There’s a lot of encouraging news out about young people right now. And I’m not talking about the high school seniors who took Bush to task on torture. (I think that’s great, BTW). It’s the New York Times article about a a recent poll that underscores some trends I’ve blogged about before that are very encouraging for LGBT Americans and our families.
Young Americans are more likely than the general public to favor a government-run universal health care insurance system, an open-door policy on immigration and the legalization of gay marriage, according to a New York Times/CBS News/MTV poll. The poll also found that they are more likely to say the war in Iraq is heading to a successful conclusion.
… Forty-four percent said they believed that same-sex couples should be permitted to get married, compared with 28 percent of the public at large. They are more likely than their elders to support the legalization of possession of small amounts of marijuana.
The findings on gay marriage were reminiscent of an exit poll on Election Day 2004: 41 percent of 18-to-29-year-old voters said gay couples should be permitted to legally marry, according to the exit poll.
I’ve pointed out before that the general trend is for marriage equality among the general population. This survey appears to echo previously mentioned research suggesting that support for marriage equality is high among young people.
There’s a simple reason for that. in the decades since Stonewall, more and more LGBT Americans have “come out” and advocated for fairness and equality, yielding results ranging from state and local anti-discrimination ordinances to marriage equality in one state and accepted legal status in others, as well as more positive portrayals in media. These kids have grown up in a world where they’re more likely to have seen positive portrayals of gay people on television and and in movies, and more likely to know someone gay because more of us are raising families right in their own neighborhoods.
Heard of the “gayby boom”? More of us are opting for parenthood these days, and even moving to the suburbs. Maybe even one near you. That means your kids will grow up next door to ours, or maybe just down the street. If they’re very young, they’ll inevitably play together because small children don’t much care who’s what color or who has gay parents. At least, not until they’ve been “carefully taught.”
They’ll probably go to each other’s birthday parties. They’ll ride the bus together in the mornings, and walk home together in the afternoon. They’ll hang out together. Who knows? Some of them might date each other, possibly even marry each other. (That means your grandchildren might also have two grandmas or two grandpas, who might also show up for family events. In your family!) And if your kid’s secretly gay themselves, they might see positive examples of the options available to them in their lives, and you’ll miss your chance to raise the next Mark Foley or Ted Haggard.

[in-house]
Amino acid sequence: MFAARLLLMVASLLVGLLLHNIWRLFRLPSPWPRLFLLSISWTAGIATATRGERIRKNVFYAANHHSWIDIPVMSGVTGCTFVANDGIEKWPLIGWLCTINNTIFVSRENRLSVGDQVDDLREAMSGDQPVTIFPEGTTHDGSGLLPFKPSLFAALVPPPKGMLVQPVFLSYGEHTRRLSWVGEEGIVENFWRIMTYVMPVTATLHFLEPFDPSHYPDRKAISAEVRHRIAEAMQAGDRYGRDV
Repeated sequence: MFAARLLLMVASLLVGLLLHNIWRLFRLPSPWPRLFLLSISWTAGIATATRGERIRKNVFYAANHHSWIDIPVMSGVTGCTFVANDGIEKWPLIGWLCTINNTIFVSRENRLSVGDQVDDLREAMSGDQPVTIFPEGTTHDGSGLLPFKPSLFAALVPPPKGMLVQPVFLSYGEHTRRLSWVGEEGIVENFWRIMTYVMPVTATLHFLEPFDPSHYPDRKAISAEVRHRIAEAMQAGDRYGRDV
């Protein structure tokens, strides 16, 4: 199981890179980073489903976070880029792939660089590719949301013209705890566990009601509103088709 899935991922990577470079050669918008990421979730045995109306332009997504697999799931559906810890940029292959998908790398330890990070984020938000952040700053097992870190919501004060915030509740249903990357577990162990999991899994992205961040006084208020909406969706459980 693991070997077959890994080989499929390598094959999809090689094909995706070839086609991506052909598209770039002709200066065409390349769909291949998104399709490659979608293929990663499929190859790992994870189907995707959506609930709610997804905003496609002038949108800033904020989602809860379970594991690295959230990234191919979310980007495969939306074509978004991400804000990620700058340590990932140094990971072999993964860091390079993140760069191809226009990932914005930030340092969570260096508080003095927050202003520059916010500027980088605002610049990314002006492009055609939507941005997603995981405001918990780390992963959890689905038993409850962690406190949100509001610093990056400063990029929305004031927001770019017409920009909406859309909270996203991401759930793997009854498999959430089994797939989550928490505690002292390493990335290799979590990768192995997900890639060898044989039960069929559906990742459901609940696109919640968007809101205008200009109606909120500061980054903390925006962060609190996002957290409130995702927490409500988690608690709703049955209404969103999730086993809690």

Scared yet? Don’t worry. You’re not alone. People had all of the same basic fears when schools integrated and black started moving into previously “exclusive and restricted” neighborhoods. And, yes, some people’s worst fears came to pass.
Why? Because it’s a lot more difficult to hate someone who lives next door to you, goes to your school, and maybe even dates your sister, especially after you’ve seen them go about their lives and the day-to-day business of being a family. Eventually, you realize that they don’t have horns or tails, drink the blood of Christian children, or host “Black Sabbaths” by the light of the full moon.
According to CNN, there are a lot gay parents out there.
Jackson is one of 65,000 adopted children being raised by same-sex parents in the United States, according to a March 2007 report compiled by the Urban Institute and the Williams Institute at University of California at Los Angeles School of Law.
The same report estimates more than 14,100 foster children were living with one or more gay or lesbian foster parent.
… Though denied the right to marry in every state except Massachusetts, more and more same-sex couples are turning to adoption and foster care to form families, according to child adoption groups who study the issue.
Rob Calhoun and his partner, Clay Calhoun, of Avondale Estates, Georgia, have two adopted children — 4-year-old daughter Rainey and son, Jimmy, who is 18 months old. The children share the same biological mother.
“We’re not moms, we’re not heterosexual. We’re not biological parents,” Rob Calhoun said. But “we’re totally equal and just as loving as female parents, as straight parents, and biological parents.”
“Love makes a family, not biology or gender,” he added.
The article goes on to report that more people (46%) support gay adoptions than oppose them (38%). And those numbers are likely continue changing in our favor as more of us raise families in communities across America. Chances are my kids’ friends (and their friends’ parents, and their teachers, etc.) are likely to think it’s an outrage that the hubby and I could be prevented from seeing each other in the hospital, or denied any number of benefits and protections. Most people don’t want to see stuff like that happen to their friends, neighbors and family. Knowing someone who’s gay is linked to greater acceptance.
Overall, those who say they have a family member or close friend who is gay are more than twice as likely to support gay marriage as those who don’t — 55% to 25%.
The only way to stop the trend is to get rid of gay people or send us back into the closet permanently. Quite simply, that’s not gonna happen. At least not unless Focus on the Family and Concerned Women for America stage a hostile takeover of the government, Republic-of-Gilead-style and we’re all hauled away on charges of “gender treachery.”
Barring that, the future looks bright, and it looks like it might include an equal place for our families.